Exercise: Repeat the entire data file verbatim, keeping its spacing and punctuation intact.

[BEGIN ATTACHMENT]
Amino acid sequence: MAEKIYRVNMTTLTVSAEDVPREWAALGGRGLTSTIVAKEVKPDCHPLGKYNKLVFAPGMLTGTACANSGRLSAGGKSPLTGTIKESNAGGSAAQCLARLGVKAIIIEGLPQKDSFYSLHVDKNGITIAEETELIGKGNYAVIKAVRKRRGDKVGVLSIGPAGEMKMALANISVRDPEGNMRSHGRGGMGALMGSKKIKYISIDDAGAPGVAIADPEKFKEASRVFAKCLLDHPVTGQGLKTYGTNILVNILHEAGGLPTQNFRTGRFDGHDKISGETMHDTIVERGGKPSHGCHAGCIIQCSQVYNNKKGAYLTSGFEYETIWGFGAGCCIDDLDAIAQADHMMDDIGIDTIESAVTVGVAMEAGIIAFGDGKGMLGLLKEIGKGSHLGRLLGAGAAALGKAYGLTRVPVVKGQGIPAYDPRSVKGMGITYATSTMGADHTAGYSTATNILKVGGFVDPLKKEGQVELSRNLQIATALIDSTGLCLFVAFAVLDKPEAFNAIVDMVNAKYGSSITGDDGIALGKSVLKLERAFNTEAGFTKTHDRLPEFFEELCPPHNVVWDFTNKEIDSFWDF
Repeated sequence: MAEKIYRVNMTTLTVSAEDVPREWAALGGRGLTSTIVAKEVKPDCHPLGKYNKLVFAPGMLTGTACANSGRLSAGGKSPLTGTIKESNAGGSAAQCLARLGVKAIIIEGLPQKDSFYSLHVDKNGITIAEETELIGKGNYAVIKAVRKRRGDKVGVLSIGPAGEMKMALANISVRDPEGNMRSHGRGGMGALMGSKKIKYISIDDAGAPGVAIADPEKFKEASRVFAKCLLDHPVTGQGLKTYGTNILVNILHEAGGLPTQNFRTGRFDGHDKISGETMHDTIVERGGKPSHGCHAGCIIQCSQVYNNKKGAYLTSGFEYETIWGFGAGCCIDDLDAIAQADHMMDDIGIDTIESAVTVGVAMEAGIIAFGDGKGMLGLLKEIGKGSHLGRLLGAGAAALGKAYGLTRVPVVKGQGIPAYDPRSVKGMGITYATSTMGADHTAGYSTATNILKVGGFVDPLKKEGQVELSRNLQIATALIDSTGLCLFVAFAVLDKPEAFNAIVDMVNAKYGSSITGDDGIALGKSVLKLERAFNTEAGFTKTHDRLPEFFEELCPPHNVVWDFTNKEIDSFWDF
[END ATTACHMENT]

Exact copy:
Amino acid sequence: MAEKIYRVNMTTLTVSAEDVPREWAALGGRGLTSTIVAKEVKPDCHPLGKYNKLVFAPGMLTGTACANSGRLSAGGKSPLTGTIKESNAGGSAAQCLARLGVKAIIIEGLPQKDSFYSLHVDKNGITIAEETELIGKGNYAVIKAVRKRRGDKVGVLSIGPAGEMKMALANISVRDPEGNMRSHGRGGMGALMGSKKIKYISIDDAGAPGVAIADPEKFKEASRVFAKCLLDHPVTGQGLKTYGTNILVNILHEAGGLPTQNFRTGRFDGHDKISGETMHDTIVERGGKPSHGCHAGCIIQCSQVYNNKKGAYLTSGFEYETIWGFGAGCCIDDLDAIAQADHMMDDIGIDTIESAVTVGVAMEAGIIAFGDGKGMLGLLKEIGKGSHLGRLLGAGAAALGKAYGLTRVPVVKGQGIPAYDPRSVKGMGITYATSTMGADHTAGYSTATNILKVGGFVDPLKKEGQVELSRNLQIATALIDSTGLCLFVAFAVLDKPEAFNAIVDMVNAKYGSSITGDDGIALGKSVLKLERAFNTEAGFTKTHDRLPEFFEELCPPHNVVWDFTNKEIDSFWDF
Repeated sequence: MAEKIYRVNMTTLTVSAEDVPREWAALGGRGLTSTIVAKEVKPDCHPLGKYNKLVFAPGMLTGTACANSGRLSAGGKSPLTGTIKESNAGGSAAQCLARLGVKAIIIEGLPQKDSFYSLHVDKNGITIAEETELIGKGNYAVIKAVRKRRGDKVGVLSIGPAGEMKMALANISVRDPEGNMRSHGRGGMGALMGSKKIKYISIDDAGAPGVAIADPEKFKEASRVFAKCLLDHPVTGQGLKTYGTNILVNILHEAGGLPTQNFRTGRFDGHDKISGETMHDTIVERGGKPSHGCHAGCIIQCSQVYNNKKGAYLTSGFEYETIWGFGAGCCIDDLDAIAQADHMMDDIGIDTIESAVTVGVAMEAGIIAFGDGKGMLGLLKEIGKGSHLGRLLGAGAAALGKAYGLTRVPVVKGQGIPAYDPRSVKGMGITYATSTMGADHTAGYSTATNILKVGGFVDPLKKEGQVELSRNLQIATALIDSTGLCLFVAFAVLDKPEAFNAIVDMVNAKYGSSITGDDGIALGKSVLKLERAFNTEAGFTKTHDRLPEFFEELCPPHNVVWDFTNKEIDSFWDF